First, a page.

Too much information. It could be a group of girls, or mixed group of women and girls, or even a group of anthropomorphic cows in a story. (Actually, I've heard of people feeding coffee to their pets, so it's not that far-fetched.)
And it doesn't really correspond. In English, saying ‘woman’ goes out of your way to point out that they're all women. In Greek, however, we're not going out of our way to say that they're all female. If you know that they're all female, and you don't imply it, then you're grammatically wrong. It's automatic. (At least, that's how similar things work in Spanish. I don't know Greek that well.)
If I understand correctly, I think the comment about Spanish just refers to the default grammatical masculine but that it's easy to tell when it's an all feminine referent. The Greek construction here is in the genitive for "whose" and since Spanish doesn't decline nouns I don't think Spanish helps in this case. The sentence literally is "Whose is this coffee?" but in idiomatic English that becomes "Whose coffee is this?" // ¿De quién es este café?"
Sencillo. En castellano decimos ¿de quién es?, con independencia de que el supuesto dueño sea masculino o femenino, mientras que en griego existe esa diferencia. Ποιανου (GENITIVO SINGULAR) para el caso masculino, y Παιανής (GENITIVO FEMENINO) para el femenino. A la traducción, ambos significan ¿Para quién?
AniOhev said: The sentence literally is "Whose is this coffee?" but in idiomatic English that becomes "Whose coffee is this?" Interesting! There is in fact a very subtle difference between the two, and if I had time I would try to explain the difference. I don't think it's a question of one being more idiomatic than the other—it's more to do with...well, that's what I'm figuring out.
Whose is this coffee?
Whose coffee is this?
In normal non-pedantic company, either would pass as perfect English.
When the company includes pedants, such as me, the situation might be as follows: Imagine our table, full of people, with lots of coffees and one appears not to have found an owner yet. The question might be: Whose coffee is this?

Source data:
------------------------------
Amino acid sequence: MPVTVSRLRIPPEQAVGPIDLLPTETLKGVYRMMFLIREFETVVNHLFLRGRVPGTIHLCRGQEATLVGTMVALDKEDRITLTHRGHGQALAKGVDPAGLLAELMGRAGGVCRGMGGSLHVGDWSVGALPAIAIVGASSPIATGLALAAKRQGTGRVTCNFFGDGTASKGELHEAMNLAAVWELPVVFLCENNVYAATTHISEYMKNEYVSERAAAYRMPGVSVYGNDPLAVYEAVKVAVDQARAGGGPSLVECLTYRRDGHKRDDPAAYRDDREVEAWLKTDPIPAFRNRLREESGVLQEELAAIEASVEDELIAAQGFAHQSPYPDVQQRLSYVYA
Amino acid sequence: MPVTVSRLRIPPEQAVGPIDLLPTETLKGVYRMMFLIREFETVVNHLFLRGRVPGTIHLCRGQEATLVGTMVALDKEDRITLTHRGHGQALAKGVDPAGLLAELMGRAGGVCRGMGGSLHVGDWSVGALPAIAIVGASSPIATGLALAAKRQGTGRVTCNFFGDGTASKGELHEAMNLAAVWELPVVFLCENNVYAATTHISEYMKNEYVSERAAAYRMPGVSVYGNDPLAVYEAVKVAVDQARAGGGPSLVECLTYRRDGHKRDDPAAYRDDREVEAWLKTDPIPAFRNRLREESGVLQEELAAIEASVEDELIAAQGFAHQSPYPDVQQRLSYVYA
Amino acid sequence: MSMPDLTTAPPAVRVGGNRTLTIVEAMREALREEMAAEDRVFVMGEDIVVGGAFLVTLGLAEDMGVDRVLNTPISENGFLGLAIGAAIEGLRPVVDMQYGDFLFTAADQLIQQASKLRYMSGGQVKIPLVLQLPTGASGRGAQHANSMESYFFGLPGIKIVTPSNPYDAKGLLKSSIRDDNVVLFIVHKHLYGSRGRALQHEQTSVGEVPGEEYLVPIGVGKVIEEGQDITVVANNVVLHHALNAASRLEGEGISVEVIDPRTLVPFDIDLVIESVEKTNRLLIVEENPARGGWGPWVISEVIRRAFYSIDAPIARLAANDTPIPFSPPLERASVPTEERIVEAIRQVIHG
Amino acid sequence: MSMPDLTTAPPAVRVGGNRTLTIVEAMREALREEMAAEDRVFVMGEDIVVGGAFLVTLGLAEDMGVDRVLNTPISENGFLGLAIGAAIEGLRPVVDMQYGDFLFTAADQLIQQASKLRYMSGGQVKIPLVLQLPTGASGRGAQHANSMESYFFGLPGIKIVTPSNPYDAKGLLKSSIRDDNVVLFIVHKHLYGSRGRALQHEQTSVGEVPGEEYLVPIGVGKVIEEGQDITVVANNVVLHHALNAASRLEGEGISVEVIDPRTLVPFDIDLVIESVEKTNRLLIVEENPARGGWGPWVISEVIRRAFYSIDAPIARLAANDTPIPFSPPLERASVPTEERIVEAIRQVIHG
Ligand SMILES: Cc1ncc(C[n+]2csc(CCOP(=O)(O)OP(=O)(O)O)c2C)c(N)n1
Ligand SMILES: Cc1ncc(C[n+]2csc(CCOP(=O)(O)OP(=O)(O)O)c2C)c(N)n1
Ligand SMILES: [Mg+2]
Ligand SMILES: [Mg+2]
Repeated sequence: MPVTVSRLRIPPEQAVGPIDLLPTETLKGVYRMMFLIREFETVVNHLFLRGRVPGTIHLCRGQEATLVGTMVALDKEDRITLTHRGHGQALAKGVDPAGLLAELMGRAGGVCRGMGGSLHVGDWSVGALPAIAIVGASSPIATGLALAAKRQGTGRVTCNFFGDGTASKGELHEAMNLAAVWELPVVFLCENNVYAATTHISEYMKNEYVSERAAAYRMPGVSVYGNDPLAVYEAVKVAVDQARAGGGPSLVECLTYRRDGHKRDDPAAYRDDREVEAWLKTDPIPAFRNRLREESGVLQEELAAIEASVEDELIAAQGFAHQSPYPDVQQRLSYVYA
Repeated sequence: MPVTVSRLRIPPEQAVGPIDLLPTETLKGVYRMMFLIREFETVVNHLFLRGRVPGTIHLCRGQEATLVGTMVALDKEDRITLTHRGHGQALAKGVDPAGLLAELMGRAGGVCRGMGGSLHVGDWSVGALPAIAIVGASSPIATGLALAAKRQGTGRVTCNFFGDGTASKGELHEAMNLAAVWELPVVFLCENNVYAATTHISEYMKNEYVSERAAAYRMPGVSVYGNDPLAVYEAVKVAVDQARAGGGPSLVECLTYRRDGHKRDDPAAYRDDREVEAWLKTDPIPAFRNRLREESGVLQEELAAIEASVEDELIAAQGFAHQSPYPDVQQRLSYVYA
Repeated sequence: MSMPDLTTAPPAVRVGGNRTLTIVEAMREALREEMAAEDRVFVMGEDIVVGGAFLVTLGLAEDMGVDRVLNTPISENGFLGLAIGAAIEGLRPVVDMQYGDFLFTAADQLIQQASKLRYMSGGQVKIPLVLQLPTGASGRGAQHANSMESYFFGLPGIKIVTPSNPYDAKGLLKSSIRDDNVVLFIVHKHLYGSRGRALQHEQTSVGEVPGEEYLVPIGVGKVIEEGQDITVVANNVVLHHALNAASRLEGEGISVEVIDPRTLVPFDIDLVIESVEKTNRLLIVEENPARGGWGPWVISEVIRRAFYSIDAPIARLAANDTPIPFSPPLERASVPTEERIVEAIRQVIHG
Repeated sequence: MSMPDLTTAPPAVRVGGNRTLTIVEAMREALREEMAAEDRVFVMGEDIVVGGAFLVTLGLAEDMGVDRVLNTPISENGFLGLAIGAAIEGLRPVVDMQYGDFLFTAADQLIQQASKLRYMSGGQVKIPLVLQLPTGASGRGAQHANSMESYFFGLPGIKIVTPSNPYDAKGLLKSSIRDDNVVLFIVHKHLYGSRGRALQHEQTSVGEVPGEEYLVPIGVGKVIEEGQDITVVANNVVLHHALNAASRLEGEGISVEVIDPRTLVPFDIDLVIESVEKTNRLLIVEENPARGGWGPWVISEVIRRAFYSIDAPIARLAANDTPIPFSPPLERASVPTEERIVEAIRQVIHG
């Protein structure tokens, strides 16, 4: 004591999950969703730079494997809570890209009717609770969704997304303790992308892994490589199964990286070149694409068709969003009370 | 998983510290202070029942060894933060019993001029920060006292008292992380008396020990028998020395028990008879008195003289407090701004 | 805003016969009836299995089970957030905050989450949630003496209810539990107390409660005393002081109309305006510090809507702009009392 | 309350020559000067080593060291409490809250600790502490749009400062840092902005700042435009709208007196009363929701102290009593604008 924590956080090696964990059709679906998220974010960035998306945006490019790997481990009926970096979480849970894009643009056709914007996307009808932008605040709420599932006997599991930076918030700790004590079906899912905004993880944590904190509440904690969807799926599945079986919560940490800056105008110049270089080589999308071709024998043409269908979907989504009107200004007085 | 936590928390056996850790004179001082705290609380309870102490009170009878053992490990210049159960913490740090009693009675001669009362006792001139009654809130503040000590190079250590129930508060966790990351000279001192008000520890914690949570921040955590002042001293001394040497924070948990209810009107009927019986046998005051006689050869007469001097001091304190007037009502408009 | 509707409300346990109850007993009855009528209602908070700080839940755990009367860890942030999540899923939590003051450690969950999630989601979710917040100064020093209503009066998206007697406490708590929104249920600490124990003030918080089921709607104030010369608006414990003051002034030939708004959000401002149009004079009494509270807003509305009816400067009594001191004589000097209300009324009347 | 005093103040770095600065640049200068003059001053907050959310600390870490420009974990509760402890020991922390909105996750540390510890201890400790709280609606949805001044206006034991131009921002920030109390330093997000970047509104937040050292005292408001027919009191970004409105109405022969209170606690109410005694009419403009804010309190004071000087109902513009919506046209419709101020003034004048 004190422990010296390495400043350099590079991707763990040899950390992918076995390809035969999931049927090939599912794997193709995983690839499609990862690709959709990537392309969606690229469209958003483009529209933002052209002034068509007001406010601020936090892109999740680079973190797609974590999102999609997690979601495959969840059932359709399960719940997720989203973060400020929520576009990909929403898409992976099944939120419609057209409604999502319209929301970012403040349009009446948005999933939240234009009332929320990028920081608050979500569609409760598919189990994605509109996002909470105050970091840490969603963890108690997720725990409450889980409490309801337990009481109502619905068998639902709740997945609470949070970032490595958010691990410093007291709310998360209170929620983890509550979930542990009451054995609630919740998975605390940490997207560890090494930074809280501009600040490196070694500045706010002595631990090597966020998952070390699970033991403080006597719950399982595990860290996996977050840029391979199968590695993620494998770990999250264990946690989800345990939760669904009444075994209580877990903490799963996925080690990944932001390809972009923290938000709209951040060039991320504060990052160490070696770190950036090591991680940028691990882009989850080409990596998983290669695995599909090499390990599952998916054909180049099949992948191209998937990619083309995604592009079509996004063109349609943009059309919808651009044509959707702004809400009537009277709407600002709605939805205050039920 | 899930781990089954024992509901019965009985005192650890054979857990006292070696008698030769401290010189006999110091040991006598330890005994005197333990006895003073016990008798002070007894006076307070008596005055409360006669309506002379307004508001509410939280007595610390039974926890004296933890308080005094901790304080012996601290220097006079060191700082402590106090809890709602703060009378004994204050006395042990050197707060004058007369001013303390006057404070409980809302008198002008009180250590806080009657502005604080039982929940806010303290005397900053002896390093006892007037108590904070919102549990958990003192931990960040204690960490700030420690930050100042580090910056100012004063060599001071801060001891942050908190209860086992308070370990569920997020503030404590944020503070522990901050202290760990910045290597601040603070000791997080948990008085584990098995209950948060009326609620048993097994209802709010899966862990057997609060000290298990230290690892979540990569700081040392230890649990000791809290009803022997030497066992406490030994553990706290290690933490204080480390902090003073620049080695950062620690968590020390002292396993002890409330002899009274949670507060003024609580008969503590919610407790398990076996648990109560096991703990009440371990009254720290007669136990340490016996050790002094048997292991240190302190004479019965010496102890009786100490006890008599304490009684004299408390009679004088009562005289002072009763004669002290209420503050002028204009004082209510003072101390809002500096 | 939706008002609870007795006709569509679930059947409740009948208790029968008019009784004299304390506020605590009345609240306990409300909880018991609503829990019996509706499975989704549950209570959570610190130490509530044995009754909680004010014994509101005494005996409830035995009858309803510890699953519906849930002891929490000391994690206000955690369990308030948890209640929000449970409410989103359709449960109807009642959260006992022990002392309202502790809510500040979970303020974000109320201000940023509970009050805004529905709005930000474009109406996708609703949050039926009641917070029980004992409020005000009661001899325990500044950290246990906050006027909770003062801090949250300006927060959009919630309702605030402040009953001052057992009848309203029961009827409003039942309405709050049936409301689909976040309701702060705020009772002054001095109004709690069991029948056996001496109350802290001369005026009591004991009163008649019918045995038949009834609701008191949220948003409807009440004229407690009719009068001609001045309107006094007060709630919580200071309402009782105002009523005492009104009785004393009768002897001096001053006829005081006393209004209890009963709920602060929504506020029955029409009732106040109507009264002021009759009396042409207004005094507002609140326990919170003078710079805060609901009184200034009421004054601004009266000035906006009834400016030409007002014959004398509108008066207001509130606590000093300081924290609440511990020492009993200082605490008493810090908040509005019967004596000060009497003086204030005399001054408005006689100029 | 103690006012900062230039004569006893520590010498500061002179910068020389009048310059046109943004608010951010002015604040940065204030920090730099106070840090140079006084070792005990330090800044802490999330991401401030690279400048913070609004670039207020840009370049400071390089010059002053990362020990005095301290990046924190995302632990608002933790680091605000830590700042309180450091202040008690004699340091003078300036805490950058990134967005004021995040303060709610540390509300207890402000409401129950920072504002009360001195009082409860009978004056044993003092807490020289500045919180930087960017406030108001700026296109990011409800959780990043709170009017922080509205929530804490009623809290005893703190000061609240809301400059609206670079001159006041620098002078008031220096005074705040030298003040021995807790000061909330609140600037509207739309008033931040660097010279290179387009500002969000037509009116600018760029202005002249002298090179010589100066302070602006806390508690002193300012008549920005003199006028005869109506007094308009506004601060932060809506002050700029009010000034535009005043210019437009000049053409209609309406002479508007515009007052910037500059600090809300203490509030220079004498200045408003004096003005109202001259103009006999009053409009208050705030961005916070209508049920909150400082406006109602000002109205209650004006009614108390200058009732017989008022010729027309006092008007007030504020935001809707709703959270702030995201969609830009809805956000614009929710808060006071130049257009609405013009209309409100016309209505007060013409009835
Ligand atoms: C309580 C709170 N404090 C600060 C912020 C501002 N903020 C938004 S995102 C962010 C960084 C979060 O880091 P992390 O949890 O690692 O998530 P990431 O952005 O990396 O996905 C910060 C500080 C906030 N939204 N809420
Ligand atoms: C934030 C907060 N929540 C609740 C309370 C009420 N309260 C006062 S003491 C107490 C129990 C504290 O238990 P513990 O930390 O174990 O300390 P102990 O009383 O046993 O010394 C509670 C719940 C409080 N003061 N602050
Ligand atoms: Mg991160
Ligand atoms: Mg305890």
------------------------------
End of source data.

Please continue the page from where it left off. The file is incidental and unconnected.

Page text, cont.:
Imagine another table with or without people around it, and with or without one or more coffees sitting there. The question might be: Whose is this coffee?
A fine distinction which may not stand up to scrutiny. Opinions?
What if we were asking the same question to a group of boys? Would we have to use a neuter version of ποιανού/ποιανής, since αγόρια (boys) is neuter? Does such version exist?
Also, are there plural versions of ποιανού/ποιανής? Like, if we were on a classroom with, let's say, 5 groups of 5 students each, and each group leaves their homework on the desk and the teacher asks "Whose is this (homework)?" In Spanish we would say "¿De quiénes es esta (tarea)?", and "quiénes" is plural but doesn't change with gender in Spanish
I hope I made myself clear haha
There are neuter forms for this and you actually use them to address children when you refer to them as boys/girls/children - αγόρια/κορίτσια/παιδιά. Since Greek grammar uses neuter words in such cases, you use the other neuter words that go with them. E.g.
Ποιο παιδί πεινάει; = Ποιο παιδί είναι πεινασμένο; Αll are neuter, same goes if you replace with αγόρι, κορίτσι. You'll say Ποιο κορίτσι είναι πεινασμένο; not πεινασμένη, simply because it would not be grammatically correct and it actually sounds wrong. To use the feminine form you have to do it across the sentence: Ποια είναι πεινασμένη; That would be fine if you're addressing girls, but you always have to commit to one grammatical gender.
My answer: Who's is this coffee is, I think, technically a more accurate translation
No - "who is is this coffee" does not make sense in English. ("who's" is a contraction of "who is".)
The possessive form of "who" is spelled "whose" in English. Possessive pronouns and determiners have no apostrophes -- we write "its" and not "it's", "his" and not "hi's", "your" and not "you're", etc.
Had you written "Whose is this coffee?", it would have been accepted.